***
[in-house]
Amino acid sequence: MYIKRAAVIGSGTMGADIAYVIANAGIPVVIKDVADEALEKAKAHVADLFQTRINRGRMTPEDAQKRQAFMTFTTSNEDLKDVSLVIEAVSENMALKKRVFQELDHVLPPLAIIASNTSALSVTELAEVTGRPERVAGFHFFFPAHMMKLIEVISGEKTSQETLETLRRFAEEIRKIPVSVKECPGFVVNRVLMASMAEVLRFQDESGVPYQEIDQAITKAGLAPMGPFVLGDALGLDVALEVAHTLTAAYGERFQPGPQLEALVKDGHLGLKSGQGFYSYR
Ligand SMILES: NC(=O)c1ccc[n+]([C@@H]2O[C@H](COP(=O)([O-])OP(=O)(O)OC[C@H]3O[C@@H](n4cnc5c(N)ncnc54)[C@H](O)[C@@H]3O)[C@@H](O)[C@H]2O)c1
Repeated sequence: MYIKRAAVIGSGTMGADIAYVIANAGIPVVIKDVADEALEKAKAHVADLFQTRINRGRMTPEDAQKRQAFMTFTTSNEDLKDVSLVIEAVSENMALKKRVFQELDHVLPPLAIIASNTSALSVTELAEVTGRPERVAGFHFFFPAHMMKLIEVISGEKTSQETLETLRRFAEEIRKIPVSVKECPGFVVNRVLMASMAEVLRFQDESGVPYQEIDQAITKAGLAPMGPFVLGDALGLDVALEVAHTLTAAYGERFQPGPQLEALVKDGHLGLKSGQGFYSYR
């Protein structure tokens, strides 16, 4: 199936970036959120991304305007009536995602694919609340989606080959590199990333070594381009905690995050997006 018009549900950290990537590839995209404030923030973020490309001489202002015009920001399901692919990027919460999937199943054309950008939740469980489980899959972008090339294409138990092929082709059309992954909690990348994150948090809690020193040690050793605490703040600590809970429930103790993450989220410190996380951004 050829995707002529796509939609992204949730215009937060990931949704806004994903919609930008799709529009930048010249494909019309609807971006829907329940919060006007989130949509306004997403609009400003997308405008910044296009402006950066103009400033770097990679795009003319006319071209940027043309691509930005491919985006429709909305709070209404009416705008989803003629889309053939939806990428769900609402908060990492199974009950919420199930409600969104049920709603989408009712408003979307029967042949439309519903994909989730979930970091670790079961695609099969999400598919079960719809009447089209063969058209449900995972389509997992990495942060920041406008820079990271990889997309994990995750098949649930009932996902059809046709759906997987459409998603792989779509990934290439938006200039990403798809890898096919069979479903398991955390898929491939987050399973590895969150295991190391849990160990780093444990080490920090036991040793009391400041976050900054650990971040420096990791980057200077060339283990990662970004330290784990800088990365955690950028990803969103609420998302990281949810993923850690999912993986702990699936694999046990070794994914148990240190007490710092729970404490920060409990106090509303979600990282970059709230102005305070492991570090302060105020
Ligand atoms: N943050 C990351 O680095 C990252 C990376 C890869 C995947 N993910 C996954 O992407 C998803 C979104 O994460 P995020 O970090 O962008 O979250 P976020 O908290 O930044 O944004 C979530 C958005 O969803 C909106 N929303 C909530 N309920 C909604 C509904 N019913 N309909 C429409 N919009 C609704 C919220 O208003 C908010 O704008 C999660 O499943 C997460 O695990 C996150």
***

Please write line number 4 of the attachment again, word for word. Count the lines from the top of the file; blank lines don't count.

Repeated sequence: MYIKRAAVIGSGTMGADIAYVIANAGIPVVIKDVADEALEKAKAHVADLFQTRINRGRMTPEDAQKRQAFMTFTTSNEDLKDVSLVIEAVSENMALKKRVFQELDHVLPPLAIIASNTSALSVTELAEVTGRPERVAGFHFFFPAHMMKLIEVISGEKTSQETLETLRRFAEEIRKIPVSVKECPGFVVNRVLMASMAEVLRFQDESGVPYQEIDQAITKAGLAPMGPFVLGDALGLDVALEVAHTLTAAYGERFQPGPQLEALVKDGHLGLKSGQGFYSYR